From a Curious Engineer to an Aspiring Entrepreneur
I was just an curious kid doing my bachelors of engineering. Fascinated by the world of technology and the science of machines. Start-ups were just things I read in news and business was just beyond me.
Then came the summer of ’15. It was a startup of just 10 passionate people. They called themselves the Think Tankers and they work to bridge the gaps in the Education System. Came to our campus in search of interns. It was my calling. I applied just out of love for the education space.
After spending couple of days giving several rounds in the selection process ( Uff 5 rounds! Start-ups are just too particular about the kind of people they select), I was offered the role of a marketing intern. And what did I know about marketing at that point of time? Haha! I thought it was selling!
After I have learnt to dissemble and assemble an engine, how tough can marketing be!
How naive and wrong was I!
But my story is not about how I slowly understood marketing. It’s not about how I understood that marketing is not only about sales, it’s about everything right from market research and product development to after-sales service. This story is about how I transformed from an Engineer to an business women. How my life goals and career goals oriented suddenly towards having my own start-up.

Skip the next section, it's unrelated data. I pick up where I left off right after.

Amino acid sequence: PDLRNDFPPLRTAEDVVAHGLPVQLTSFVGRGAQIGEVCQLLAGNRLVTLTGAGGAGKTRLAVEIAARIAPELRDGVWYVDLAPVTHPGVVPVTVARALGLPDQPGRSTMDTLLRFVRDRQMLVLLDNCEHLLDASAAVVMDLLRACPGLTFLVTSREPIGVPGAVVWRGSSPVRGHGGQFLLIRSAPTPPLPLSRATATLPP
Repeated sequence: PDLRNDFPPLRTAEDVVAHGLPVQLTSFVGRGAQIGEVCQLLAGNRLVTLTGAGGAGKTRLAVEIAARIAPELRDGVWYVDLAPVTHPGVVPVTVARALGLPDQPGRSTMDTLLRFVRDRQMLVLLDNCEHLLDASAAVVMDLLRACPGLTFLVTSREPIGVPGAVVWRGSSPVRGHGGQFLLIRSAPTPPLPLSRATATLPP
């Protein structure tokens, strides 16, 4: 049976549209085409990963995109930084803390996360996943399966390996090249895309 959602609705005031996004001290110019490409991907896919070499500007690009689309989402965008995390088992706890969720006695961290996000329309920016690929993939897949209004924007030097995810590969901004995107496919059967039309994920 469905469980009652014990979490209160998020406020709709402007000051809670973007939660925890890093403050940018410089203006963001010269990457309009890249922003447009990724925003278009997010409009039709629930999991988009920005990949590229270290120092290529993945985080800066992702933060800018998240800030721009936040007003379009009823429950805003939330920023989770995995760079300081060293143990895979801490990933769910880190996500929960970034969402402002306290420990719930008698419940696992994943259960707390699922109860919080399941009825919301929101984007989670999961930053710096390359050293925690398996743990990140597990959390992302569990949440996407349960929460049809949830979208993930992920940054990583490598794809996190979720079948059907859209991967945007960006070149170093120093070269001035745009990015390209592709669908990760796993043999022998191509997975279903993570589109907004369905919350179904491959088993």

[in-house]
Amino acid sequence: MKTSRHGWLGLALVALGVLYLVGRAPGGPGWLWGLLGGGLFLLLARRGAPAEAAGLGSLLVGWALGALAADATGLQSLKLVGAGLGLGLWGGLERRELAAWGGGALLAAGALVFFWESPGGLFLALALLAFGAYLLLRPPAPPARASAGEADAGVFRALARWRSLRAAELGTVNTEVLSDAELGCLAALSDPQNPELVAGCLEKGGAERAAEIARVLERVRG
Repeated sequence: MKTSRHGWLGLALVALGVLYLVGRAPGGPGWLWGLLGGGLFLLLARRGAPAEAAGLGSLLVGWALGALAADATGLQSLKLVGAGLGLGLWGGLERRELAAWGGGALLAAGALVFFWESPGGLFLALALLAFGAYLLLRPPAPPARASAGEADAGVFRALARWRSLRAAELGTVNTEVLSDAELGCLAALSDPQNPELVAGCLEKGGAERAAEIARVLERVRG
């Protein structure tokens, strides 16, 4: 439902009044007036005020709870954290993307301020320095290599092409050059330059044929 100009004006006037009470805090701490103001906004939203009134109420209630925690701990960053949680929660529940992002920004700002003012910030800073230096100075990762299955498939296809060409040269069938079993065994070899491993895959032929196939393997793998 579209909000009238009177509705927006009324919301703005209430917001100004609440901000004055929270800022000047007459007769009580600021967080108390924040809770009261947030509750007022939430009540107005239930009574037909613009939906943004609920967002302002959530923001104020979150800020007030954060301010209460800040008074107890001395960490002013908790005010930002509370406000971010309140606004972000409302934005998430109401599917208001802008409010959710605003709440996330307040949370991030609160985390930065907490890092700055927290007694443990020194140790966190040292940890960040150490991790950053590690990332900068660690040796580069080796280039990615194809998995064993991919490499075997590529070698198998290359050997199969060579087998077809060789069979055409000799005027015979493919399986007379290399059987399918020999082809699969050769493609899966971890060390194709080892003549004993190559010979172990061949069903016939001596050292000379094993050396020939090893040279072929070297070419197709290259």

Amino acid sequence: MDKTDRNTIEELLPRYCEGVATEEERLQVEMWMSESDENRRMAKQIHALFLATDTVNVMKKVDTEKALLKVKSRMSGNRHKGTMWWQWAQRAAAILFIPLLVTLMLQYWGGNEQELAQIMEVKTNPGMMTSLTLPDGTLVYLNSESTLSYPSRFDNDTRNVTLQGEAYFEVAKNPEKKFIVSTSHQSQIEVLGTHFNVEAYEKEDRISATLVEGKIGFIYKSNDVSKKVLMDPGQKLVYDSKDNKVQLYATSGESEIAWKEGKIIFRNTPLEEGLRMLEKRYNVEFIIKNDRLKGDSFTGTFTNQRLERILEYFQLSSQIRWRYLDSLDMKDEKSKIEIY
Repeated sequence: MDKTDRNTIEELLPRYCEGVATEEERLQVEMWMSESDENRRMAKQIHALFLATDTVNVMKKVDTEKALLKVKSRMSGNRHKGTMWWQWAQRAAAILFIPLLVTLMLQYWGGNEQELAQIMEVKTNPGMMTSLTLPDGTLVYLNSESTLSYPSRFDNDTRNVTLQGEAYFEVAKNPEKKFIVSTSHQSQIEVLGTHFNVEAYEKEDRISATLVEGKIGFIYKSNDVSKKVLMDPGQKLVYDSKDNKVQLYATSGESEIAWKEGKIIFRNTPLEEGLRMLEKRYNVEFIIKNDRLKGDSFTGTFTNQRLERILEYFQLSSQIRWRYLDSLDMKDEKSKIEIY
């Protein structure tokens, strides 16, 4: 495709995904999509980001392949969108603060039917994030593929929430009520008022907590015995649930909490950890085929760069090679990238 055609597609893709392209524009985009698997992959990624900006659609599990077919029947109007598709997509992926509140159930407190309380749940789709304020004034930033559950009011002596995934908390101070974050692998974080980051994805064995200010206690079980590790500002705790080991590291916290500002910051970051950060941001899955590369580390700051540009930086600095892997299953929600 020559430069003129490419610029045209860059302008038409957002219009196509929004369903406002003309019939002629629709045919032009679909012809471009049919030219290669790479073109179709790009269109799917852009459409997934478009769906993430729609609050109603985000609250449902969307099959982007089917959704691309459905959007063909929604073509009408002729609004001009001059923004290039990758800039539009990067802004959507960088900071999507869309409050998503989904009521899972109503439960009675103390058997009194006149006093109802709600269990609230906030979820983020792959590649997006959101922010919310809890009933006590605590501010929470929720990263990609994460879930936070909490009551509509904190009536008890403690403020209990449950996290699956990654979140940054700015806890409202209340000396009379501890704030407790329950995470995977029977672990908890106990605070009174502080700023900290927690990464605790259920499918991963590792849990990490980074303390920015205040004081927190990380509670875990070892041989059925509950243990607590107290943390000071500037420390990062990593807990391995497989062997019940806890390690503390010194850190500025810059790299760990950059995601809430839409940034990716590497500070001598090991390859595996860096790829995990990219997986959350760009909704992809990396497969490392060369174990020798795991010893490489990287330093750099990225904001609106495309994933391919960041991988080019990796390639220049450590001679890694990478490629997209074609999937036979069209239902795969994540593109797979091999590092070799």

The two months of my internship were life-changing. I met some of the best people in my life. No one at office treated us as interns, we were given equal responsibility as everyone else. Our idea’s were never disregarded how ever silly they maybe. The days involved intense research and serious meetings. While evenings involved brainstorming sessions filled with brilliant ideas for the future.
The discussions and coffees keep flowing in till late night, but none of us felt tired, it was indeed the fire of passion in every heart.
It was the the ownership we took, I never felt like an intern, I felt it was my own start-up. I felt proud when I saw my ideas transform into real products or services we offered the clients. I worked harder to sell the same.
The two months did come to an end. But I had grown. I had become addicted to the work at a start-up. I could no longer imagine myself in a 9–5 job working on implementing some XYZ’s ideas. It has to be mine. It had to be out of my own passion and love.
I had grown. I was no longer a curious engineer. I am now an aspiring entrepreneur.